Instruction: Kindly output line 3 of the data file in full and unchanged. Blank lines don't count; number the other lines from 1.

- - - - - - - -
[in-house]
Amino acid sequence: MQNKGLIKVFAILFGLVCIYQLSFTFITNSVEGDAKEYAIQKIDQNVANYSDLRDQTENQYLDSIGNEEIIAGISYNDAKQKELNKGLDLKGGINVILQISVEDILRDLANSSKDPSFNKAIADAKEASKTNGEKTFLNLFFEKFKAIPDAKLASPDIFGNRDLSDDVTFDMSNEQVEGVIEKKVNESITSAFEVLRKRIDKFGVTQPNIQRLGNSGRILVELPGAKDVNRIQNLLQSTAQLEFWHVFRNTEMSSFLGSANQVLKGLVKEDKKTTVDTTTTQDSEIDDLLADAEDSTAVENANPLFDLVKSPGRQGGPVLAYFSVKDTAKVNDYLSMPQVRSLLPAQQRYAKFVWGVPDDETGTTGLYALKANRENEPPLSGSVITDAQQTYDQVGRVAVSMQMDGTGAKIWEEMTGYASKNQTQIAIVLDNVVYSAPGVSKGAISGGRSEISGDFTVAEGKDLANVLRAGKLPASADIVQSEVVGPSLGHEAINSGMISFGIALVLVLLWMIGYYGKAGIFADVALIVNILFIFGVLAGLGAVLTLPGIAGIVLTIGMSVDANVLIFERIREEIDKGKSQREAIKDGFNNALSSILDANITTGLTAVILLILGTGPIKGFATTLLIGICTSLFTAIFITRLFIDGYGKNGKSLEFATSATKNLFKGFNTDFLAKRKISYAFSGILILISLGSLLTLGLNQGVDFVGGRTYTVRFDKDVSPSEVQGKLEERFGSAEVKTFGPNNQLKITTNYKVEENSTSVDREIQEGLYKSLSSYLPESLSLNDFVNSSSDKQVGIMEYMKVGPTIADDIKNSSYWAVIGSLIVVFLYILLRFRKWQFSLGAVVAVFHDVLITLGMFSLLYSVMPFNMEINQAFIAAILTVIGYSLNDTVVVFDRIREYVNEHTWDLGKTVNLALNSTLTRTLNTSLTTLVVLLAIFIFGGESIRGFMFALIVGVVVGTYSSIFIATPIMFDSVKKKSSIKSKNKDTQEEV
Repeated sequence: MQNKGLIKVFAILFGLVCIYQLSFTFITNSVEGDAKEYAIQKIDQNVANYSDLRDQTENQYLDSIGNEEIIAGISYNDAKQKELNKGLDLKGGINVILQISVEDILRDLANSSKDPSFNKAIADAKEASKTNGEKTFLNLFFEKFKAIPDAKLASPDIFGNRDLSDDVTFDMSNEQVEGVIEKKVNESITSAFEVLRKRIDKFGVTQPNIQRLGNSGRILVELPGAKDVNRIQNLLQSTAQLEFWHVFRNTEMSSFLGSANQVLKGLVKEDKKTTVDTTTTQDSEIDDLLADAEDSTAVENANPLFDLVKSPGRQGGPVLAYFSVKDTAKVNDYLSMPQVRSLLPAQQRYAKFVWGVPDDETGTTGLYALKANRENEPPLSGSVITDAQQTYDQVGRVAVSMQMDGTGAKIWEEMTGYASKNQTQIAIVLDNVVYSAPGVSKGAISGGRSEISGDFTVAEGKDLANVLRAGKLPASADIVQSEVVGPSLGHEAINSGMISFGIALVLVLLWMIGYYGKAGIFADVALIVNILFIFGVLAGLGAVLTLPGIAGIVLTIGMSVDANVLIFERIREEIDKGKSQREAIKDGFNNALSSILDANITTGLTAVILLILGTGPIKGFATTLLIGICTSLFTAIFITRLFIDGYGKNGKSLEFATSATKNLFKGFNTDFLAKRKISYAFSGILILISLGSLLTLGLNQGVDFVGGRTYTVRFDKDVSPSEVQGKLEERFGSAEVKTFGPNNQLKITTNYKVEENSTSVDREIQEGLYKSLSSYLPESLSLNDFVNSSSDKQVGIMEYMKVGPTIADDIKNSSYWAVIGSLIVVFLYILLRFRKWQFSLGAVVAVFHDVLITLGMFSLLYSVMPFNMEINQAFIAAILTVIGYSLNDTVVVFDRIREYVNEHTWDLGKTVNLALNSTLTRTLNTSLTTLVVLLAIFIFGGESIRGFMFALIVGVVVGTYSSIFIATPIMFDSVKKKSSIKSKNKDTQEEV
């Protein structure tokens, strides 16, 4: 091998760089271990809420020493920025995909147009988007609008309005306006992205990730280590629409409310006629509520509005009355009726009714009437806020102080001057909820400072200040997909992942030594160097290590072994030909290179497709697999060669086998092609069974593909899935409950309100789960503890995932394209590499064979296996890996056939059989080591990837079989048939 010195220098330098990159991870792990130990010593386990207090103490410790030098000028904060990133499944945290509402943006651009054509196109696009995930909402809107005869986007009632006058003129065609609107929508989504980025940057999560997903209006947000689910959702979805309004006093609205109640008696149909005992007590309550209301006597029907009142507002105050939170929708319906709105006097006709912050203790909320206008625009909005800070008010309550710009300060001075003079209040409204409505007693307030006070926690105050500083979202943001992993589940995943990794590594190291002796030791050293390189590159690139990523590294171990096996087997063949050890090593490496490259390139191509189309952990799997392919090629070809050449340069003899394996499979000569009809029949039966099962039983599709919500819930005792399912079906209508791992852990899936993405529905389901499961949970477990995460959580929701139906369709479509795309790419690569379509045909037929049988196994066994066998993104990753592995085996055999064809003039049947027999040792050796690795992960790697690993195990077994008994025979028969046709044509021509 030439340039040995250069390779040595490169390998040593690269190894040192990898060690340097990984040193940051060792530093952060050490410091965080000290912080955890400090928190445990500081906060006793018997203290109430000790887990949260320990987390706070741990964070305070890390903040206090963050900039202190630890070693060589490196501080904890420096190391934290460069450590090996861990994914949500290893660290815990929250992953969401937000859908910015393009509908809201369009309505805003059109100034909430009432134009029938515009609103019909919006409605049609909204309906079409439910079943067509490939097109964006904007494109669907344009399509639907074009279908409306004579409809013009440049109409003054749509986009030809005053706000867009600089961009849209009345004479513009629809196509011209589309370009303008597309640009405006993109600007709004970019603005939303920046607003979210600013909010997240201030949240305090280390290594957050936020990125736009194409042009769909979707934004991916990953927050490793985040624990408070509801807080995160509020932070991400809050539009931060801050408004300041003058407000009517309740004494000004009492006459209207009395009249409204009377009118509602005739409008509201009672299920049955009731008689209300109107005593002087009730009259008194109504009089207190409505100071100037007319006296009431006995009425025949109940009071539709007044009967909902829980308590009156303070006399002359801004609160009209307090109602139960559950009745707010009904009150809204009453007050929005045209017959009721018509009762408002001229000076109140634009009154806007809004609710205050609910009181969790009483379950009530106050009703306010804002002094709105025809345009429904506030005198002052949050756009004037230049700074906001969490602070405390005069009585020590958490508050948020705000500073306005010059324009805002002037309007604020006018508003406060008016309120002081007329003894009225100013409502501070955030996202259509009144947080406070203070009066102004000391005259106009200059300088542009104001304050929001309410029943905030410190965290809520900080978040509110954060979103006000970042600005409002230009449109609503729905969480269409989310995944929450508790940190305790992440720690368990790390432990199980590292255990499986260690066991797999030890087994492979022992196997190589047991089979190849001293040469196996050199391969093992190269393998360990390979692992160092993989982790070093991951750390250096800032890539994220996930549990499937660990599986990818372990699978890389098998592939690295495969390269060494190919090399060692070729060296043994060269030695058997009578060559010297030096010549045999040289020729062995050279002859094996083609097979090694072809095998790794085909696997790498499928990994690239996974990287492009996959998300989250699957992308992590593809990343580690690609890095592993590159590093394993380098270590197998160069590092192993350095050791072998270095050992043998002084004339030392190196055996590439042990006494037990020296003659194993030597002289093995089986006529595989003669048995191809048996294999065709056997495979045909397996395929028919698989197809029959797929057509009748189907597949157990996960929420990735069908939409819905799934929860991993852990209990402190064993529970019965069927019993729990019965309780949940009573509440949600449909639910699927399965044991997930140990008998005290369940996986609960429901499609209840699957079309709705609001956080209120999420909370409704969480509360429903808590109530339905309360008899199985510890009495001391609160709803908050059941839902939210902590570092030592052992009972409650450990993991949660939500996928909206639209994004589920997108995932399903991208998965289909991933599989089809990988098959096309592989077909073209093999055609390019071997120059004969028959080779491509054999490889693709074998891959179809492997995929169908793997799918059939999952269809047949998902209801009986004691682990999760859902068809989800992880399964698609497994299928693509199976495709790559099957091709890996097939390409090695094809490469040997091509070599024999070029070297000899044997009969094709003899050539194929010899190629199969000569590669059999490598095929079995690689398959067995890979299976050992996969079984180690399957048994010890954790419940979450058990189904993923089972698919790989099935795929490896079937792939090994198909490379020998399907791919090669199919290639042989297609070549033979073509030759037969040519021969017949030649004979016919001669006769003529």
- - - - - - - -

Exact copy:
Repeated sequence: MQNKGLIKVFAILFGLVCIYQLSFTFITNSVEGDAKEYAIQKIDQNVANYSDLRDQTENQYLDSIGNEEIIAGISYNDAKQKELNKGLDLKGGINVILQISVEDILRDLANSSKDPSFNKAIADAKEASKTNGEKTFLNLFFEKFKAIPDAKLASPDIFGNRDLSDDVTFDMSNEQVEGVIEKKVNESITSAFEVLRKRIDKFGVTQPNIQRLGNSGRILVELPGAKDVNRIQNLLQSTAQLEFWHVFRNTEMSSFLGSANQVLKGLVKEDKKTTVDTTTTQDSEIDDLLADAEDSTAVENANPLFDLVKSPGRQGGPVLAYFSVKDTAKVNDYLSMPQVRSLLPAQQRYAKFVWGVPDDETGTTGLYALKANRENEPPLSGSVITDAQQTYDQVGRVAVSMQMDGTGAKIWEEMTGYASKNQTQIAIVLDNVVYSAPGVSKGAISGGRSEISGDFTVAEGKDLANVLRAGKLPASADIVQSEVVGPSLGHEAINSGMISFGIALVLVLLWMIGYYGKAGIFADVALIVNILFIFGVLAGLGAVLTLPGIAGIVLTIGMSVDANVLIFERIREEIDKGKSQREAIKDGFNNALSSILDANITTGLTAVILLILGTGPIKGFATTLLIGICTSLFTAIFITRLFIDGYGKNGKSLEFATSATKNLFKGFNTDFLAKRKISYAFSGILILISLGSLLTLGLNQGVDFVGGRTYTVRFDKDVSPSEVQGKLEERFGSAEVKTFGPNNQLKITTNYKVEENSTSVDREIQEGLYKSLSSYLPESLSLNDFVNSSSDKQVGIMEYMKVGPTIADDIKNSSYWAVIGSLIVVFLYILLRFRKWQFSLGAVVAVFHDVLITLGMFSLLYSVMPFNMEINQAFIAAILTVIGYSLNDTVVVFDRIREYVNEHTWDLGKTVNLALNSTLTRTLNTSLTTLVVLLAIFIFGGESIRGFMFALIVGVVVGTYSSIFIATPIMFDSVKKKSSIKSKNKDTQEEV